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Bert Stern

His iconic ‘last sitting’ with Marilyn Monroe immortalized the star just weeks before her death

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Bert Stern

His pictures of Marilyn Monroe were some of the last even taken and his commercial work was some of the first to innovate the advertising image. Bert Stern (1929–2013) was an American photographer whose career was built on endings and beginnings. His iconic ‘last sitting’ with Marilyn Monroe immortalized the star just weeks before her death and his work amongst the real Mad Men of New York changed the way images worked in advertising.

Stern grew up in Brooklyn and cut his teeth at Flair and Look magazines, where he met and befriended Stanley Kubrick, who he would later shoot the iconic image of Sue Lyon as Lolita for. In 1955 he landed his first major assignment with a Madison Avenue advertising agency for Smirnoff Vodka. Depicting a close-up of a martini glass in the Egyptian desert, pyramid shimmering in the background, the picture was groundbreaking, shocking even, in its simplicity. Prior to Stern’s work imagery in magazine advertisements was used mostly to illustrate text. Stern ushered in a new era of advertising, where photographic images began to communicate much more elusive and seductive messages to consumers.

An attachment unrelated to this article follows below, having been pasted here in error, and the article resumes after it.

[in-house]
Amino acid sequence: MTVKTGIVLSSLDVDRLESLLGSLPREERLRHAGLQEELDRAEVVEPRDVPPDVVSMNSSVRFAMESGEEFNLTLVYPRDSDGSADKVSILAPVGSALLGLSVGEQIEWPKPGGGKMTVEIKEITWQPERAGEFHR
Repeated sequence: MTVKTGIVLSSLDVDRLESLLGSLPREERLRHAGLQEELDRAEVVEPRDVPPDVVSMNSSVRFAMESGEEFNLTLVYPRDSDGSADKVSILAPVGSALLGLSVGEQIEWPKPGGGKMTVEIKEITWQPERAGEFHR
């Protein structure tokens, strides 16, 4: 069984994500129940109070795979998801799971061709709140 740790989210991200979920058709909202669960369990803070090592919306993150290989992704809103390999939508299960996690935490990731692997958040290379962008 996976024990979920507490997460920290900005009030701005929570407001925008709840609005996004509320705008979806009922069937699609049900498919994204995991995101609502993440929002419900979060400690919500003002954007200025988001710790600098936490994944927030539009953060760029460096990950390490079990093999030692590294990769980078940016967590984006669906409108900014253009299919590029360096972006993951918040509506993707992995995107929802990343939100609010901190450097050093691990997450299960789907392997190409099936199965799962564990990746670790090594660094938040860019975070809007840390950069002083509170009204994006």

As well as product shoots, Stern was also known for his celebrity portraiture. He photographed Audrey Hepburn, Twiggy, Sophia Loren, and Brigitte Bardot, and was also invited to Rome by Twentieth Century Fox to photograph Elizabeth Taylor on the set of Cleopatra. Becoming a regular contributor at Vogue, with relative freedom, Stern designed the shoot that would cement his fame. A collection of 2,500 photographs taken over a three-day period, The Last Sitting captured Marilyn nude, draped in scarves, pearls, paper flowers and bedsheets in a suite at the Bel-Air Hotel.

TASCHEN Books has synthesized Stern’s extraordinary images with extracts from Norman Mailer’s biography of Monroe to create an astounding portrait of the eternal movie star.